Trading Fees Go to Zero...Who Cares?
This cost is a non-factor for long term investors.
Much media hype has been made around discount online brokerages like Schwab and Fidelity cutting their fees from $10, to $7, to $5, and finally $0. In one of the most misleading ads (video below) in recent memory, a savvy couple asks their “broker” about fees, and then references that Schwab’s fees are $4.95 and there’s some vague money back guarantee.
Despite the dead-on portrayal of advisors deferring hard questions during a sports game or round of golf, this add has no real substance because trading fees, even at $20 per trade, are a non-factor a for a buy and hold portfolio—even over the long term.
It just doesn’t move the needle. It is, however, a very easy anchor point where investors fixate because it’s a hard dollar figure, rather than a vague percentage buried into some legal document. A much more worthwhile endeavor would be to scrutinize fund level fees and taxes. These costs have a material effect over the long term and quite easy to control and optimize.
Here’s an example with a comparison between two hypothetical equity accounts. These portfolios are based on real life examples—one from an advisor and another built solely with Blackrock iShares funds. These were used just to demonstrate fees, but not performance. Performance is hypothetical.
Notice the difference in trading fees. One is $0, the other is $20.
So, what happened? Despite the active manager outperforming by 1.25% gross of fees, the high taxes and fund fees “ate all the alpha.” The investor performed much better with the lower cost ETF strategy.
No surprise, but trading fees weren’t a factor. The low-cost ETF strategy had a hefty trading cost of $20, which only added about $300 per year and $9,000 over thirty years. As I said above, this is nominal.
A much more impactful endeavor is the tax cost—something Morningstar.com provides as the “tax cost ratio”. This often goes under the radar as investors looks directly at “performance” numbers. Performance numbers are generally shown net of fees, but not net of tax costs. An extra twenty or thirty basis points for taxes (.1% - .2%) is many multiples of trading costs.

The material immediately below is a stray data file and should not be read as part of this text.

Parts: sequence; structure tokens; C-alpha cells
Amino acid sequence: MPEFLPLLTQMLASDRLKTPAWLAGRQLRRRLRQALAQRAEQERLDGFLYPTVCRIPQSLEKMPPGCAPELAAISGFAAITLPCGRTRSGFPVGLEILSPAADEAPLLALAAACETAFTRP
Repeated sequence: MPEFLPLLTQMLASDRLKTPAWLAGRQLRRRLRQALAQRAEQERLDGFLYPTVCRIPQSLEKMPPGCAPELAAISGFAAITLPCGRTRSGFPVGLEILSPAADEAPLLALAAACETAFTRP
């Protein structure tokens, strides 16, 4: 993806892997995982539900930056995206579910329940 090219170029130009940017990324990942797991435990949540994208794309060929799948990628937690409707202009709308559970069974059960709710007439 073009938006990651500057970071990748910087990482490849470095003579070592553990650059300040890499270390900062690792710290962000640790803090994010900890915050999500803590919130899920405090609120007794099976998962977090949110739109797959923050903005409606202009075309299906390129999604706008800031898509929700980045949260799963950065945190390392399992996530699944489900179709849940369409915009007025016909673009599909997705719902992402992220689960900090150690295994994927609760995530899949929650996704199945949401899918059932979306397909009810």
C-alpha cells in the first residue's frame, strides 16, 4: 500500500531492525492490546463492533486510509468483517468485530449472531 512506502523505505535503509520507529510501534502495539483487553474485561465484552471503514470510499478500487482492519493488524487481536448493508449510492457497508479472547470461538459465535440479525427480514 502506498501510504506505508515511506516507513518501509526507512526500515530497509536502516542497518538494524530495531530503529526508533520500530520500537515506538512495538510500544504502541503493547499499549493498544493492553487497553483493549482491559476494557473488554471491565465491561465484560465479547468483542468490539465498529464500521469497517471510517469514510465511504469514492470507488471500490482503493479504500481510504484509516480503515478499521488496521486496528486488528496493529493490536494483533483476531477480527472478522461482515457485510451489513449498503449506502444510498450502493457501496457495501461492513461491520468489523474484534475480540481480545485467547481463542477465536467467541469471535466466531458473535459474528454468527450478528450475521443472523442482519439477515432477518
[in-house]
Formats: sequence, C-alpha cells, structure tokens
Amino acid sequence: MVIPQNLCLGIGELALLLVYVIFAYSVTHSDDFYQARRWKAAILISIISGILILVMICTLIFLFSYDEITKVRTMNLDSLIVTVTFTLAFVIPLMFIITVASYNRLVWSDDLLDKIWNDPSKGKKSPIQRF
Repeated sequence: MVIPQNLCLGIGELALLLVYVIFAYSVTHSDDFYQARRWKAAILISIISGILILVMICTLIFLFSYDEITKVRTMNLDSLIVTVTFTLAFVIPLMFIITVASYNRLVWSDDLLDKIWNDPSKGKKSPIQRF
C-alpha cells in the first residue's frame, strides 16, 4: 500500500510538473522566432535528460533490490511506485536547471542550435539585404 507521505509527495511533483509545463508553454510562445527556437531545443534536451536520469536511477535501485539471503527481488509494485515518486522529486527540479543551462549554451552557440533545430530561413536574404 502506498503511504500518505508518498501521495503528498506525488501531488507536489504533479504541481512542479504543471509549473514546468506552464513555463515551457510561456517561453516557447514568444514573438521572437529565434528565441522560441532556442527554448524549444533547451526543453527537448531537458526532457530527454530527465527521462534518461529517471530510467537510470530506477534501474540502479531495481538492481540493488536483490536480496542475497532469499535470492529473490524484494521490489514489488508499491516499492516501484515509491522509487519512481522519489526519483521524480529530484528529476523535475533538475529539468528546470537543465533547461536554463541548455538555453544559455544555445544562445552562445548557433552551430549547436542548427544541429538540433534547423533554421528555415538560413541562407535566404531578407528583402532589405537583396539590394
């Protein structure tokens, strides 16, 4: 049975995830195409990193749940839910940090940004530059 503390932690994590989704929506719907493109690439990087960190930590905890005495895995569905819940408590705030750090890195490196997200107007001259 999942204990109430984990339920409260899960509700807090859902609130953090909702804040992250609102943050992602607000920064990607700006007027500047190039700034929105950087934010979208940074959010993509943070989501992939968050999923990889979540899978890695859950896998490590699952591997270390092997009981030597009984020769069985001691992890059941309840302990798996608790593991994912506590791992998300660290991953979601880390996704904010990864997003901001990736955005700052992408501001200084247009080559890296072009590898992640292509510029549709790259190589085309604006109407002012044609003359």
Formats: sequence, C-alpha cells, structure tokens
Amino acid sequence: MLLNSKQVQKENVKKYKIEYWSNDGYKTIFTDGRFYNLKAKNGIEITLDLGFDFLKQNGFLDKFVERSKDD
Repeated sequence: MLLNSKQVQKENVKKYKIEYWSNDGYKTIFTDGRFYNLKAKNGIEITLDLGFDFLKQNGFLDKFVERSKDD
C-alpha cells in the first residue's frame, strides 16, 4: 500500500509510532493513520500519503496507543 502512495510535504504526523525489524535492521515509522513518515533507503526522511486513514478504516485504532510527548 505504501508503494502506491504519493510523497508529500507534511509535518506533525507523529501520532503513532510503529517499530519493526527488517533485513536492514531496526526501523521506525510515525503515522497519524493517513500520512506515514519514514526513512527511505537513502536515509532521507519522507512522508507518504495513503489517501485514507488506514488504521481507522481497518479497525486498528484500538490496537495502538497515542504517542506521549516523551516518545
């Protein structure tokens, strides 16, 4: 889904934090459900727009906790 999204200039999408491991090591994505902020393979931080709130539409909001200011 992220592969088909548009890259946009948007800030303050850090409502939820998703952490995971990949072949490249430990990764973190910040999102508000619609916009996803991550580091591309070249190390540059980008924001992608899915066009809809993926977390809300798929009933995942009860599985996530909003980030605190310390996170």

So, if you looked up these two strategies on Morningstar, it would show the performance of follows:
Active Equity – 7.25% - 8.25% gross less 1% fund expense
Passive Equity – 6.75% - 7% gross less .25% fund expense
If tax costs were included, however, it would look like this:
Active Equity – 5.35% - 8.25% gross, less 1% fund fee, less 1.9% tax cost
Passive Equity – 6% - 7% gross, less .25% fund expense, less .75% tax cost
Keep in mind the active managers did outperform. The problem is that they took a large chunk, and so did the government.
When we also consider that active advisors often lag the benchmarks, and that things like active tax loss selling can reduce taxes to almost nothing (or even provide a net benefit), active equity strategies start to look really unattractive, at least in non-retirement accounts.
In contrast, thirty years of $20/trade only amounted to $9,000—a miniscule fraction of total expenses. This is an almost irrelevant fee for normal buy and hold investors. Places like Schwab and Fidelity are smartly giving it up to show some sort of moral high ground, despite having little economic impact.
So next time you a gigantic sign showing $0 trades, make a note to examine the other far more important costs embedded in your investment portfolio.